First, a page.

Huntley and Laurila also note that no comments regarding the draft contaminant transport model were submitted to MEPA during the public comment phase of the Draft Environmental Impact Report (DEIR). While Clean Water Action and Toxic Action Center requested copies of the DEIR, neither organization submitted comment.

The groundwater flow model was approved by the DEP in 2005. The final contaminant transport model was approved by the DEP in 2006 as part of the positive Site Suitability Report.

(For Audio/Video of Dr. Robert Newton's objections to the proposed landfill expansion, click here.)

Challenges to the Contaminant Transport Model

In November of 2007, the Easthampton City Council sent a letter to Laurie Burt, Commissioner of the Department of Environmental Protection, asking that she reconsider the site selection waiver. The letter references "two other unstudied, unlined landfills" in Easthampton, no longer in use, that "lie over the same aquifer" and maintains that the cumulative effect of leachate from all three sites should be incorporated into the model.

All parties agree that the well is not pristine, and is already marked by borderline-high manganese and iron levels. The Easthampton city council's letter maintains that the transport model assumes a pristine aquifer, and that any addition of iron or manganese would push water quality past the tipping point defined by MMCL (Massachusetts Maximum Contaminant Levels.)

But months earlier, in a June 11, 2007 letter, Easthampton Mayor Michael Tautznik had presented this exact argument, as promulgated by professor Robert Newton, to Northampton Mayor Clare Higgins. Higgins passed the letter on to DPW chief Huntley, who responded that "Dr. Newton's contention that the inclusion of the closed landfills at Oliver Street and Loudville Road would significantly alter the predicted concentrations at the Maloney Well is not valid for two main reasons," and goes on to explain that the Loudville Road Landfill is located over a clay confining layer which isolates it from the aquifer, and that the Oliver Street Landfill is partially isolated by the same clay layer.

Huntley added that even were the two Easthampton landfills deemed to be contributors, that that would not alter the contribution of the Northampton landfill--the contaminant transport model demonstrated "near total attenuation" between the landfill and the well, and the "existence of other potential sources . . . does not alter this basic finding." Huntley invited Tautznik, his staff, and Dr. Newton to meet for further discussion, and expressed willingness to alter the assumptions in the model if presented with useful information. Huntley's letter did not address the assertion that the model falsely assumes pristine conditions at the Maloney Well. Robert Newton did not respond to my request for comment.

Can A Public, Televised Scientists' Debate Be Organized?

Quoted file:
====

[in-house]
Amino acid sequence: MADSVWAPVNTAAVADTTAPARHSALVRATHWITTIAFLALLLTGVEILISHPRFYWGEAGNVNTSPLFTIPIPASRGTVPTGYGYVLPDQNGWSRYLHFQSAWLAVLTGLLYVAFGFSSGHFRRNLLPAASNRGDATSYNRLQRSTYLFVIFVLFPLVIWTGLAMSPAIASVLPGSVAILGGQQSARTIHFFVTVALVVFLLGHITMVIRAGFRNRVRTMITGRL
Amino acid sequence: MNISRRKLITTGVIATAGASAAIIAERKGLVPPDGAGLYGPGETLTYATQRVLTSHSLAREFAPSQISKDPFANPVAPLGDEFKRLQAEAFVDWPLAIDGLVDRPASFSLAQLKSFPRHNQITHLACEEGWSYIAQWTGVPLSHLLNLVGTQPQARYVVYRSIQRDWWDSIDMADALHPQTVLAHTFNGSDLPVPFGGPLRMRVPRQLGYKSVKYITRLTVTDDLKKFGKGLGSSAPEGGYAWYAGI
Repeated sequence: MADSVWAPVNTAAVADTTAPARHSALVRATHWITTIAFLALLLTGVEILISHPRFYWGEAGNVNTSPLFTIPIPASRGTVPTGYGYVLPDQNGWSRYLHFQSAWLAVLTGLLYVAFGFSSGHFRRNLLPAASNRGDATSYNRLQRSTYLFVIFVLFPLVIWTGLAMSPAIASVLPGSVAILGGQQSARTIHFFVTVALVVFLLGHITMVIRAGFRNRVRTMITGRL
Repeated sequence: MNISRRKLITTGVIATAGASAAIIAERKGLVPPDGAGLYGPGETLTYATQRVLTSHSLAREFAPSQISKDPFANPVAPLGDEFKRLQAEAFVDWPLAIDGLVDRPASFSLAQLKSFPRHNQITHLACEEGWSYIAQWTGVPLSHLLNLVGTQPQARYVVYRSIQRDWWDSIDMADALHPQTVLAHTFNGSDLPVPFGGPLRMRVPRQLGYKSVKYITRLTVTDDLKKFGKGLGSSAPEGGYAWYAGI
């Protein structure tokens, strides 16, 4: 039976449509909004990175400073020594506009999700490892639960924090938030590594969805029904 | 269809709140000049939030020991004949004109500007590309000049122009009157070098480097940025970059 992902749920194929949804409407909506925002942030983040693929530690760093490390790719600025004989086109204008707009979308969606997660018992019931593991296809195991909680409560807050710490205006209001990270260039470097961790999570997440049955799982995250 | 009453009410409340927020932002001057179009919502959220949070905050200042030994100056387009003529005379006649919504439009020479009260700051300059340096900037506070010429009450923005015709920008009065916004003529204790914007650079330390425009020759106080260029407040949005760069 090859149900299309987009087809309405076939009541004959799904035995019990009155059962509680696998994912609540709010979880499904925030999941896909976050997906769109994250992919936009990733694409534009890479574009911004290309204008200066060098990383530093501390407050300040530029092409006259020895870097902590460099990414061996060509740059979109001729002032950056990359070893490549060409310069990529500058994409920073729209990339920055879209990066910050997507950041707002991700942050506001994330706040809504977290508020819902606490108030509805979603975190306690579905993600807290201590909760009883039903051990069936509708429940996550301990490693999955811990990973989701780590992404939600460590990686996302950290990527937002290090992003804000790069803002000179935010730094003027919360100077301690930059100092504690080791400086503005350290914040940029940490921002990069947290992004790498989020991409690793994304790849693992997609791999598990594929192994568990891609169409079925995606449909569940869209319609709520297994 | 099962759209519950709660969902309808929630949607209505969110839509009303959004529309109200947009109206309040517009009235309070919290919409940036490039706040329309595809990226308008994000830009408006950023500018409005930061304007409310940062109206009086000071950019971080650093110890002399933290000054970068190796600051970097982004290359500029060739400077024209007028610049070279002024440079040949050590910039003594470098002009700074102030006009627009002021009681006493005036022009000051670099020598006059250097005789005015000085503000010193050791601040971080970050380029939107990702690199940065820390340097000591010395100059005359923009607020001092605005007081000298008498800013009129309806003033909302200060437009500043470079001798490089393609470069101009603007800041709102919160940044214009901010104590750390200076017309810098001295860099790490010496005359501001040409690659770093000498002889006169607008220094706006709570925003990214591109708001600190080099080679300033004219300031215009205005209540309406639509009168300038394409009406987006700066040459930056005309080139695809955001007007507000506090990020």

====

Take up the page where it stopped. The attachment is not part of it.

Few individuals are truly qualified to judge the validity and veracity of such a specialized scientific model. Laypeople might reasonable ask a number of questions, however. For instance, does the posited catastrophic event--based upon a two-day leak in the force main releasing 154,000 gallons of leachate-- really represent the worst possible scenario? Do the four chemicals chosen accurately represent all potential groundwater threats from the landfill? What about arsenic, for example, which is not present in leachate, but is mobilized from the rocks and soil by anoxic (low dissolved oxygen) water-based solutions, such as leachate? Do we really have enough geological information to accurately model groundwater flow in the Barnes Aquifer at all?

Much of downtown Easthampton is located over the Zone II recharge area for the Maloney Well, and the well itself is already high in iron and manganese, two elements that are also mobilized by anoxic groundwater conditions. Is the City of Northampton, and the Commonwealth of Massachusetts, making a decision that we, in the interest of providing an important public utility, can risk sacrificing this well, which after all, is not the primary source of water for Easthampton, and which would already require treatment were it to be deployed?

And even if the contaminant transport model were deemed to be valid, is that really the only environmental consideration? What about the pollution of the Hannum Brook, which borders the landfill property--is this pollution attributable only to the old, unlined landfill, or can we expect more of the same from an improved facility? See Fred Contrada's article in The Republican.

And, even if the City's science is irrefutable, is expanding the landfill the best and only option for dealing with our regional solid waste?

Clearly, a debate among qualified scientists is in order. Stay tuned...We'll keep our ear to the ground. Even if the City Council continues to refuse to sponsor debate on this issue, the Board of Public Works may well step up to the plate and work cooperatively with citizens' groups to ensure that all issues have a fair and comprehensive hearing.


robert said...

The idea of a 2 day leak is somewhat optimistic.The time line from detection to repair is likely to be much longer.When the landfill gas destuction flare failed in july 2007 it took over month to identify and remedy the problem.This also involved invisible defects and subsurface installations,these problems can be very diffcult to repair and verify that they are in fact repaired.

Mary Serreze said...

Interesting point. Even if a breach in the liner were identified quickly, it might take quite some time to repair it. (The "two-day event" is one of the assumptions built into Stantec's model.)